For all BCers and other lurkers out there who are interested in TXH's origins and the times that moulded him into what he later became; and for a fascinating and in-depth understanding of the genesis of Indonesian badminton, and the unfortunate events (the "troubles" or "disturbances") that led to the eventual slide in that country's fortunes, please follow this link. It is a paper written by Colin Brown of the Curtin University of Technology, Australia, and is titled:

    SPORT, POLITICS AND ETHNICITY: PLAYING BADMINTON FOR INDONESIA

    http://coombs.anu.edu.au/SpecialProj...C-ASAA2004.pdf


    This paper makes absolutely compulsive reading. I would suggest the link also be posted on the Indinesia Badminton thread. The paper also goes on to tell how the issues were finally cleared up post-June 2002.

    Some excerpts:

    One commentator wrote recently in The Jakarta Post that internationally, Indonesia was known for few things – plantation crops, corruption and badminton.
    ...
    Yet while there are many studies of plantation crops, and many more of corruption, badminton is virtually invisible in scholarly writing on Indonesia.

    ...
    I suspect that the key to the introduction of badminton to the archipelago lies in Medan, and the cross-Straits connections it had with Pinang and to a lesser extent Singapore. ...Ethnic Chinese clubs, by the early 1930s, seem to have been inviting badminton players from Pinang to Medan, initially to play exhibition games, but subsequently for competitions. Yan Eng Hoo, for instance, is cited as a particularly influential Pinang player who frequently visited Indonesia.

    ...
    In the 1930s badminton also spread to various regions including Bandung (West Java), Semarang, Solo (Central Java), and Surabaya (East Java). In 1934, Central Java held a championship tournament. This speedy development of badminton was primarily the result of visits undertaken by a player from Jakarta, Oei Kok Tjoan.

    ...The game was apparently popularised through being played as entertainment at night markets (pasar malam
    ) in major towns and cities: by the late 1930s, as one observer puts it: ‘there was no pasar malam [in Java] which did not stage a badminton tournament’.

    ...
    Until 1961 the headquarters of PBSI Jakarta was in the Tjandra Naja building, at Jl Gajah Mada no. 188 – which was also the headquarters of the Sin Ming Hui, the ethnic Chinese social and educational association.

    ...
    But perhaps the biggest test is when players leave Indonesia to play for other nations. Indonesia has gone through two periods when such movements have taken place in sufficient numbers as to have a potentially significant impact on the country’s international standing.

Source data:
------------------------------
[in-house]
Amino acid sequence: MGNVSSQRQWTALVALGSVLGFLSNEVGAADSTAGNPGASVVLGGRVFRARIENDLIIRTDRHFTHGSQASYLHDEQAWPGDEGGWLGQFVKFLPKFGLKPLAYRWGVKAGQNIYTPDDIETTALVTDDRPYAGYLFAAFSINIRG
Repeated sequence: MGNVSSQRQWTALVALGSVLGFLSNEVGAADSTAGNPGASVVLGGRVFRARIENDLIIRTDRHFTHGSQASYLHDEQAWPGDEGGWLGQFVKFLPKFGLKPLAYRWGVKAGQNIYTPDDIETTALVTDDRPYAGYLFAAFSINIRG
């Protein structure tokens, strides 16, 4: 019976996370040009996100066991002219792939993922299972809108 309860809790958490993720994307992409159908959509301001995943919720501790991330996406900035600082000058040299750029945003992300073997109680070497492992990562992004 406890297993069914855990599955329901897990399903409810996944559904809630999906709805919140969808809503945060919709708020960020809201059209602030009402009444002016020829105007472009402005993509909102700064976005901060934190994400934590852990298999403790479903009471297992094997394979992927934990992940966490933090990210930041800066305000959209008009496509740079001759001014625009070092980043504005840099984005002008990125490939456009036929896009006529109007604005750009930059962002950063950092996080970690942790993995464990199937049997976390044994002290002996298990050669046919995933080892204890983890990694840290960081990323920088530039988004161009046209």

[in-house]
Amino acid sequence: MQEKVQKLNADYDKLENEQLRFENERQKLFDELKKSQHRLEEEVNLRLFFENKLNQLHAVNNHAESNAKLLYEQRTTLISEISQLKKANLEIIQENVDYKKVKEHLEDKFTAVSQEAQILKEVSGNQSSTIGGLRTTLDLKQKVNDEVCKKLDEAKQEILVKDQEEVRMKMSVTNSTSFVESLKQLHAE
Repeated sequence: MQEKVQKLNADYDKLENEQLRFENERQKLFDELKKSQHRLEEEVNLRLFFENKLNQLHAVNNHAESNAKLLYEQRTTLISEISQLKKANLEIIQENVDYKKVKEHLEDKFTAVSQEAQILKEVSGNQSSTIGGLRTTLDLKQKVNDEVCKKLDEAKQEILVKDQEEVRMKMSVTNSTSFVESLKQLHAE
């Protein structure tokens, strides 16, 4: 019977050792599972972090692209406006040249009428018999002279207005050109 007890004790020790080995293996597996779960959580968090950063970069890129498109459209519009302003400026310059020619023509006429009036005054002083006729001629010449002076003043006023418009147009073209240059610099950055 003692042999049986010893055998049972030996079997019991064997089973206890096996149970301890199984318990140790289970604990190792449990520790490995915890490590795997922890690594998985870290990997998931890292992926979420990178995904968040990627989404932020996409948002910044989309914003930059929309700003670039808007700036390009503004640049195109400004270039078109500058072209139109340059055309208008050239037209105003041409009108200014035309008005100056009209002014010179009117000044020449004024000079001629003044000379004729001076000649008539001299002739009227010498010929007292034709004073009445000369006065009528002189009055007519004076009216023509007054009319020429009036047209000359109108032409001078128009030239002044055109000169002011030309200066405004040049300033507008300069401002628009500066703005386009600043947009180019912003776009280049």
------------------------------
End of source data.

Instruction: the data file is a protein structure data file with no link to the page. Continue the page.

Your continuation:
The first period was in the 1960s, when a number of its best ethnic Chinese players and coaches left for China, at a time when many other ethnic Chinese were making this same journey.

    As one Indonesian commentator put it, discussing China’s rise to prominence in world badminton and thus to threaten Indonesia’s position:

    ...Three leading Chinese players and coaches, members of the International Badminton Federation’s Hall of Fame, who do seem to fall into this category are Tang Xianhu (known when in Indonesia as Tong Sin Fu and Thing Hian Houw), Chen Yu Niang (Tan Giok Nio) and Hou Jiachang (Houw Ka Tjong – the ‘Hou Chia Chang’ mentioned above?). Another was Liang Chiu Sia (Leung Ca Hua), who went to China in 1966, following the rise to power of General Suharto. As was often the case, some of Liang’s siblings went with her to China, and other stayed in Indonesia. Amongst those who stayed was her younger brother Tjun Tjun, who was to win the All England men’s doubles titles for Indonesia six times between 1974 and 1980. Liang eventually left China for Hong Kong, and finally returned to Indonesia, re-acquiring Indonesian citizenship in 1986 – ‘thanks to the combined efforts of the government, in this case the offices of the Ministers for Sport and Employment, the Indonesian National Olympic Committee and the Indonesian Badminton Federation.’


    …the seeds (of China’s rise) came from Indonesia in the 1950s, when Hou Chia Chang and Tang Hzien Hou returned to their Ancestral Homeland from Solo. Tang, who we knew as Tong Si Fu, did come back to Indonesia but because his application for citizenship was not dealt with properly, he went back (to China). And the successor to this pair of pioneers developed and perfected their (training) methods.
    Made for a good read. Good job finding it.

  17. #102
    Moderator cobalt's Avatar
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    Quote Originally Posted by madbad View Post
    Made for a good read. Good job finding it.
    Thank you, kind sir!